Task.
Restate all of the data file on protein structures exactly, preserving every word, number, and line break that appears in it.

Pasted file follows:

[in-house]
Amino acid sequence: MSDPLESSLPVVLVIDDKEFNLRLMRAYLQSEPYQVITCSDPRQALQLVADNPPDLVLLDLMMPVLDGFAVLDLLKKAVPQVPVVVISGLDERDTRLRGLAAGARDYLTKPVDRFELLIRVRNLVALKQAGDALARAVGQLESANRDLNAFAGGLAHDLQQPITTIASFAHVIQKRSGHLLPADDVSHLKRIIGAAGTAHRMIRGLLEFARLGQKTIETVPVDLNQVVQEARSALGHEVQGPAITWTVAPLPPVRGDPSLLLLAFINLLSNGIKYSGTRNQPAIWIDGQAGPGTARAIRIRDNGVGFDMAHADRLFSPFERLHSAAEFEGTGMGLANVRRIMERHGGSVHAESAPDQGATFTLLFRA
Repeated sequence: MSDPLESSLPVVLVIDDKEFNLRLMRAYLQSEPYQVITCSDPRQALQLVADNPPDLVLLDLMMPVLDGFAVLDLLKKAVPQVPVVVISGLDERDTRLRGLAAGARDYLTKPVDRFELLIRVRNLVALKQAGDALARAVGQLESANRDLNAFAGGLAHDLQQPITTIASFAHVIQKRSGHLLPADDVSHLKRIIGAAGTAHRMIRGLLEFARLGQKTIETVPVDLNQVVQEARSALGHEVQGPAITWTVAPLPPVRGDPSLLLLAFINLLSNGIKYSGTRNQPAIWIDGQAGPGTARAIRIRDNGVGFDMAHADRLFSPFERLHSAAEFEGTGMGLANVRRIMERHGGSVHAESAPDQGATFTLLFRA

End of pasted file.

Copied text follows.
[in-house]
Amino acid sequence: MSDPLESSLPVVLVIDDKEFNLRLMRAYLQSEPYQVITCSDPRQALQLVADNPPDLVLLDLMMPVLDGFAVLDLLKKAVPQVPVVVISGLDERDTRLRGLAAGARDYLTKPVDRFELLIRVRNLVALKQAGDALARAVGQLESANRDLNAFAGGLAHDLQQPITTIASFAHVIQKRSGHLLPADDVSHLKRIIGAAGTAHRMIRGLLEFARLGQKTIETVPVDLNQVVQEARSALGHEVQGPAITWTVAPLPPVRGDPSLLLLAFINLLSNGIKYSGTRNQPAIWIDGQAGPGTARAIRIRDNGVGFDMAHADRLFSPFERLHSAAEFEGTGMGLANVRRIMERHGGSVHAESAPDQGATFTLLFRA
Repeated sequence: MSDPLESSLPVVLVIDDKEFNLRLMRAYLQSEPYQVITCSDPRQALQLVADNPPDLVLLDLMMPVLDGFAVLDLLKKAVPQVPVVVISGLDERDTRLRGLAAGARDYLTKPVDRFELLIRVRNLVALKQAGDALARAVGQLESANRDLNAFAGGLAHDLQQPITTIASFAHVIQKRSGHLLPADDVSHLKRIIGAAGTAHRMIRGLLEFARLGQKTIETVPVDLNQVVQEARSALGHEVQGPAITWTVAPLPPVRGDPSLLLLAFINLLSNGIKYSGTRNQPAIWIDGQAGPGTARAIRIRDNGVGFDMAHADRLFSPFERLHSAAEFEGTGMGLANVRRIMERHGGSVHAESAPDQGATFTLLFRA